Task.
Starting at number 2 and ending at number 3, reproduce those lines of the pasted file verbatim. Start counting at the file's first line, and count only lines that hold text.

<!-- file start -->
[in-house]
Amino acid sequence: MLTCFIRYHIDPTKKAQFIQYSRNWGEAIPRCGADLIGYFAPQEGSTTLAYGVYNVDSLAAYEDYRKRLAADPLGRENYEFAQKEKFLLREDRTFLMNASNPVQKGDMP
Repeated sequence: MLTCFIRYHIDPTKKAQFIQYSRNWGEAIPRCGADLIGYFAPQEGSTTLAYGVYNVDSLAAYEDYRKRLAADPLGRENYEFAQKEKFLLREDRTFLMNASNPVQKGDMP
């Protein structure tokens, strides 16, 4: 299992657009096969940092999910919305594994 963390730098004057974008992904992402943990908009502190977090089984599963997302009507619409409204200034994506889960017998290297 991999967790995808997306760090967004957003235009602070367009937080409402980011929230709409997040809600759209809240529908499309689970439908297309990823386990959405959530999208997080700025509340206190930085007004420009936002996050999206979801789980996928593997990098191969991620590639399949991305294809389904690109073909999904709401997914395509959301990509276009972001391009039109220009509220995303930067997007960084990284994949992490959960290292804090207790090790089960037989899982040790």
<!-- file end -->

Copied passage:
Amino acid sequence: MLTCFIRYHIDPTKKAQFIQYSRNWGEAIPRCGADLIGYFAPQEGSTTLAYGVYNVDSLAAYEDYRKRLAADPLGRENYEFAQKEKFLLREDRTFLMNASNPVQKGDMP
Repeated sequence: MLTCFIRYHIDPTKKAQFIQYSRNWGEAIPRCGADLIGYFAPQEGSTTLAYGVYNVDSLAAYEDYRKRLAADPLGRENYEFAQKEKFLLREDRTFLMNASNPVQKGDMP